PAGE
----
Brooklyn is home to 2.6 million people. Some swear homeownership is the best option in the borough while others love the flexibility renting offers. Should you buy or rent in Brooklyn? With an average rent of $2,593 a month and an average home price of $669,320, the decision is tough.
Deciding if you should rent or buy is a personal journey. But there are a few signs you can look out for to help uncover the answer.
No, an organized wallet is not a sign of organized finances. But if you’ve managed to pay off all your student loans and credit card debt, have a rocking credit score (you’ll need a credit score of at least 620 for a conventional bank mortgage loan), and a solid savings with an emergency fund on the side, it may be time to consider buying a home in Brooklyn.
If you don’t already have a down payment saved, start putting away money before applying for a loan. Once you’re pre-approved, you’ll know how much house you can afford and the minimum amount you’ll need for a down payment.
Trying to find your way in the working world takes time. But once you’ve decided you’re in the right industry and you have the skills required to advance as opportunities arise, you’re in a good position to buy a house.
A common misconception is that you need to be at a job for a certain period of time before a bank will approve you for a loan. You do have to provide work history for the previous two years when applying for a mortgage, but it’s okay if you’ve switched jobs during this time period.
If you’re part of the millennial generation, chances are you value travel. Research shows that millennials are traveling more than Gen X or Baby Boomers, which could mean funds that could be put towards a down payment or mortgage are instead being used to backpack through Europe.
Having the ability to travel is a gift and one that should be used if possible. So if you’re more into packing a suitcase than packing moving boxes, that’s okay. But if you’ve seen the sights and have decided Brooklyn is where you want to hang your hat for a while, homeownership could be the next step.
Going from renter to owner isn’t easy. Understanding how to apply for a mortgage will prevent mishaps and embarrassment while knowing what you’re looking for in a house will save time and prevent disappointment.
Are you familiar with closing costs, property taxes, hoa fees, and homeowners’ insurance? Are you prepared to handle emergency repairs and upgrade your home? Brooklyn’s famous brownstones are known for lengthy renovation processes and hidden costs, though owning a piece of architectural history is priceless.
Benjamin Franklin never went open house hopping in Brooklyn, but he got it right when he said, “An investment in knowledge pays the best interest.” In other words, taking the time to learn everything you can about the home buying process is a sure-tell sign you’re ready.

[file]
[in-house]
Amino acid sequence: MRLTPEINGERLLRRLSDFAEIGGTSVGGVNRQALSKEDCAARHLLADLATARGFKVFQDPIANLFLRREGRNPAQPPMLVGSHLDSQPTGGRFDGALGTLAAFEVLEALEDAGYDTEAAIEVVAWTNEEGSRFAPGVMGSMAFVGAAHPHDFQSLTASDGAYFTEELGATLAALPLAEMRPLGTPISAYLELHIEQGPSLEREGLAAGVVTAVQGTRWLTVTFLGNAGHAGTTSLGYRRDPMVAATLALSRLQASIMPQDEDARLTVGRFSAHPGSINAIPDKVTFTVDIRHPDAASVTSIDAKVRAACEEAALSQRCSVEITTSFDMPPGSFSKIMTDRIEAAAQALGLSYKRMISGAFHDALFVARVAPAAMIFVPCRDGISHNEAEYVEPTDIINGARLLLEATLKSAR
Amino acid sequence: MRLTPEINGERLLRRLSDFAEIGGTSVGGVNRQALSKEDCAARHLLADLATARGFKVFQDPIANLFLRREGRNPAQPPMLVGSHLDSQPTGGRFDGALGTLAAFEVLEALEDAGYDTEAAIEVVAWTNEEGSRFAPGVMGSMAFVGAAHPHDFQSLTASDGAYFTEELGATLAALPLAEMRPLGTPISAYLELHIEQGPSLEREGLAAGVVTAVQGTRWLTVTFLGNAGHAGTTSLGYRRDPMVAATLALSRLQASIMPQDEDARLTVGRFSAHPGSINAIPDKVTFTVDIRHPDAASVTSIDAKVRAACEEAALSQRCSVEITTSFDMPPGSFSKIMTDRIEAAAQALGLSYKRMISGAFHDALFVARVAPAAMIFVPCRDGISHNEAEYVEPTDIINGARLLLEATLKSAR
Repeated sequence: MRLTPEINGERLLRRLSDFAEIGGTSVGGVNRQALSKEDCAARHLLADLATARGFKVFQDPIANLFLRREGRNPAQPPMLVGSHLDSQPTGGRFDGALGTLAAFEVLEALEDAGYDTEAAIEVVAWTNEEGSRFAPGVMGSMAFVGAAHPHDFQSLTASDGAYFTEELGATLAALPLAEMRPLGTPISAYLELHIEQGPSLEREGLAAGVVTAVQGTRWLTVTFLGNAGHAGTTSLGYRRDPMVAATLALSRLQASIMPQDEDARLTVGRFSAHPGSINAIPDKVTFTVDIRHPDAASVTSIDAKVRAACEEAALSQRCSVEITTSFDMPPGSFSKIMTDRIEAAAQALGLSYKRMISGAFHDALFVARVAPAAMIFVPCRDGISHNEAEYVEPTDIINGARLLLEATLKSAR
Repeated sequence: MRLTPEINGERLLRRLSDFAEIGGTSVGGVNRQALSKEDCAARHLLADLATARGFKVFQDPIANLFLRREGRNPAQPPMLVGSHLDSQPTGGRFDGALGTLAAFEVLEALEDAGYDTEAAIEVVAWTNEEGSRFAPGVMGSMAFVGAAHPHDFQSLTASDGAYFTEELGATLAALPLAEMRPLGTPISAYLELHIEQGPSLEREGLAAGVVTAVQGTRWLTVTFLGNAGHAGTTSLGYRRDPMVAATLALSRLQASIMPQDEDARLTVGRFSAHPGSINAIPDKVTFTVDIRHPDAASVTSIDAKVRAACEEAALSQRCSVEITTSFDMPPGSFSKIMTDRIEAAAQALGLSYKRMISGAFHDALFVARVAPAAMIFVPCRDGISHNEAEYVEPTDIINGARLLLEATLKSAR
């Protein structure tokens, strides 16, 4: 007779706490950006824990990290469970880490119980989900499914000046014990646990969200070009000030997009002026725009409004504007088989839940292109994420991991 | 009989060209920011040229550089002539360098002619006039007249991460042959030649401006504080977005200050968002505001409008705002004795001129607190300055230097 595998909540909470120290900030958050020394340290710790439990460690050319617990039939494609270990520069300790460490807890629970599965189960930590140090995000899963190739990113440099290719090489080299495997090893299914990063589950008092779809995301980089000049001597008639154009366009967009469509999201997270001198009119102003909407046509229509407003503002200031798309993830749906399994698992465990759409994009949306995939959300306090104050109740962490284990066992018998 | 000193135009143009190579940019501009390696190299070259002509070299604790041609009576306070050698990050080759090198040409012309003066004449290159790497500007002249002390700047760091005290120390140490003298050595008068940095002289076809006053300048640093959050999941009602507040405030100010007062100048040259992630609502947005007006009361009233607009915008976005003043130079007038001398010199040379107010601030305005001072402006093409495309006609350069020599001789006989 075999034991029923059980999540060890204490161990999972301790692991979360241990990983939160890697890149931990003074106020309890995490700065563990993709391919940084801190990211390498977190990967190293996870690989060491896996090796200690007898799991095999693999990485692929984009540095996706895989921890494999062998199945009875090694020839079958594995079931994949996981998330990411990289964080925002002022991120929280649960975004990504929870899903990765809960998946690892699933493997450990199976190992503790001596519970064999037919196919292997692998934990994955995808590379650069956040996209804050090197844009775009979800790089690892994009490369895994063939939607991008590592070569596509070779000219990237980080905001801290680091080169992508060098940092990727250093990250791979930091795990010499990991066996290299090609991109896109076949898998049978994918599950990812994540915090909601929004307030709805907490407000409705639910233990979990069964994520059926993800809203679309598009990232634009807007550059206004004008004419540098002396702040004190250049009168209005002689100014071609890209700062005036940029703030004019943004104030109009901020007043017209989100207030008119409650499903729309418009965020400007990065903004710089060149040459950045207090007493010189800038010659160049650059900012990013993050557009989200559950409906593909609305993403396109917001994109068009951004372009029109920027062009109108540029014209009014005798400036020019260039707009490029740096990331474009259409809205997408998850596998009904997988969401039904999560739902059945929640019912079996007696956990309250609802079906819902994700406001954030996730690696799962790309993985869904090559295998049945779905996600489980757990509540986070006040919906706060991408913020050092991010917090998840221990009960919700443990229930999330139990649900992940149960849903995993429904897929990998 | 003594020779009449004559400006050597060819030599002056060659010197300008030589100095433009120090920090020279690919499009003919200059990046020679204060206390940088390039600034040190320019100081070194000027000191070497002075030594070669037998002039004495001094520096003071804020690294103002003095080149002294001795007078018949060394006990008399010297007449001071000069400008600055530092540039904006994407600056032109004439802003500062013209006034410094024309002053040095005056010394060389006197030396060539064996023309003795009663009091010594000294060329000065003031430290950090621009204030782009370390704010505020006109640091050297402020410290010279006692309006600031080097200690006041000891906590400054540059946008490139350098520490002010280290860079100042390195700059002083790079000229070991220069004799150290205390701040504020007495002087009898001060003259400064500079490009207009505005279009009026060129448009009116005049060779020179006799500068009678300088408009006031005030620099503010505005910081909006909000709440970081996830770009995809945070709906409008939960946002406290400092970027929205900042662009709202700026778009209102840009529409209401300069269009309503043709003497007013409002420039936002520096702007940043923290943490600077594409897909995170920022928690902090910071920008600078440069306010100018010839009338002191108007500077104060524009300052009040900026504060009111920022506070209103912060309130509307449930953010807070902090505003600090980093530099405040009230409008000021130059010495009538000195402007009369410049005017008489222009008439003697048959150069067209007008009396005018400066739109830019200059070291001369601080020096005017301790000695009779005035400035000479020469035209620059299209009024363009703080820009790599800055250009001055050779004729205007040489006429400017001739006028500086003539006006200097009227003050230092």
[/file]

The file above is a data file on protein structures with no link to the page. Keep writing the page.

Experian estimates that 30% of Americans have poor or bad credit. If you’re one of them, the good news is you’re not alone. The bad news is that it could be nearly impossible to secure a mortgage loan.
However, a credit score isn’t permanent. And renting can actually improve your credit score. Take some time to settle into an apartment, develop and stick to a budget, and build up your savings. Even if you decide renting is better than buying, you’ll be in a better financial spot than you were when you first signed your lease.
One of the best benefits of renting in Brooklyn is the ability to be spontaneous. If you enjoy last-minute opportunities more than a schedule, renting might be the better option.
Renting allows you to say yes to a new job, book that 6-month cruise, or move across the country to be with your significant other. While all of these opportunities are available to homeowners, making them happen takes more time and effort.
Even if renting makes you feel uneasy, the idea of homeownership might not appeal to you. A recent article from CNBC.com revealed that two out of every three millennial homebuyers have regrets about their big purchases. Reasons for their disappointment include the hidden costs, less than ideal locations, and homes that just don’t meet their needs. While renting can prove to be disappointing in its own ways, it’s a lot easier to pack up and move to a new apartment than it is to sell and buy.
Maybe your financial goals aren’t so cookie cutter. And that’s okay. But if your gut tells you homeownership sounds more like a nightmare than the American Dream, renting is surely the better option for you.
The decision is ultimately up to you. And just because renting is the right answer today doesn’t mean homeownership isn’t in your future and vice versa.
If you want to call Brooklyn home, there’s a way to do just that.
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